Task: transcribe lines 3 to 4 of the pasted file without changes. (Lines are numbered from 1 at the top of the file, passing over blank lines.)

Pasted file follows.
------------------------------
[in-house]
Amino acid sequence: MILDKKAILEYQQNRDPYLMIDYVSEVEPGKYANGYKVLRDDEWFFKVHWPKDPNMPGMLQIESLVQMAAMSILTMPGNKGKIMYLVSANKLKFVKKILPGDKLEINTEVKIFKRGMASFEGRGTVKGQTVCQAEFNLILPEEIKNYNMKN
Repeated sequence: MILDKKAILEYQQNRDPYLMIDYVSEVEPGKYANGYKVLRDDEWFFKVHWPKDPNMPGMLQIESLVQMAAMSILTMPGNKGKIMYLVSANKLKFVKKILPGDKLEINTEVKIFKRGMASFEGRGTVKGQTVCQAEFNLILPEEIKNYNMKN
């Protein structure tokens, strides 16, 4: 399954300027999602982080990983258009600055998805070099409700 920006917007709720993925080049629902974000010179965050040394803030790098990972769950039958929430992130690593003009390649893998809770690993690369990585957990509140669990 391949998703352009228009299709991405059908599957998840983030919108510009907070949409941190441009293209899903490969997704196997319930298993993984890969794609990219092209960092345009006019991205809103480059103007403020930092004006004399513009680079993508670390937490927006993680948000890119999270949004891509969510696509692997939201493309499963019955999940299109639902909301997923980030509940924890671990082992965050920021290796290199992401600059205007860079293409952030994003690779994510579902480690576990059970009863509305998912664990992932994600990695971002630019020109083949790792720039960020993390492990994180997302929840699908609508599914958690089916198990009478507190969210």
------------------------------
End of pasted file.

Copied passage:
Repeated sequence: MILDKKAILEYQQNRDPYLMIDYVSEVEPGKYANGYKVLRDDEWFFKVHWPKDPNMPGMLQIESLVQMAAMSILTMPGNKGKIMYLVSANKLKFVKKILPGDKLEINTEVKIFKRGMASFEGRGTVKGQTVCQAEFNLILPEEIKNYNMKN
């Protein structure tokens, strides 16, 4: 399954300027999602982080990983258009600055998805070099409700 920006917007709720993925080049629902974000010179965050040394803030790098990972769950039958929430992130690593003009390649893998809770690993690369990585957990509140669990 391949998703352009228009299709991405059908599957998840983030919108510009907070949409941190441009293209899903490969997704196997319930298993993984890969794609990219092209960092345009006019991205809103480059103007403020930092004006004399513009680079993508670390937490927006993680948000890119999270949004891509969510696509692997939201493309499963019955999940299109639902909301997923980030509940924890671990082992965050920021290796290199992401600059205007860079293409952030994003690779994510579902480690576990059970009863509305998912664990992932994600990695971002630019020109083949790792720039960020993390492990994180997302929840699908609508599914958690089916198990009478507190969210």